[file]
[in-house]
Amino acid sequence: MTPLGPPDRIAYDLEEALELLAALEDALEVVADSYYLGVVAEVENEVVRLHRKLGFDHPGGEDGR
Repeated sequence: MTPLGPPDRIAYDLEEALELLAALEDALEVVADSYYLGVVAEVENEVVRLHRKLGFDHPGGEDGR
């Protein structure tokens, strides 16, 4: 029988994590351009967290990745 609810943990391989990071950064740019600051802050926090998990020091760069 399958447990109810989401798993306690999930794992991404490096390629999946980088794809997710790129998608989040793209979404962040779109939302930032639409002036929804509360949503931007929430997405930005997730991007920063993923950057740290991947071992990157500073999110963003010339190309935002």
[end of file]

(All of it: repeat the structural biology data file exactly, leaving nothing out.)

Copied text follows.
[in-house]
Amino acid sequence: MTPLGPPDRIAYDLEEALELLAALEDALEVVADSYYLGVVAEVENEVVRLHRKLGFDHPGGEDGR
Repeated sequence: MTPLGPPDRIAYDLEEALELLAALEDALEVVADSYYLGVVAEVENEVVRLHRKLGFDHPGGEDGR
């Protein structure tokens, strides 16, 4: 029988994590351009967290990745 609810943990391989990071950064740019600051802050926090998990020091760069 399958447990109810989401798993306690999930794992991404490096390629999946980088794809997710790129998608989040793209979404962040779109939302930032639409002036929804509360949503931007929430997405930005997730991007920063993923950057740290991947071992990157500073999110963003010339190309935002």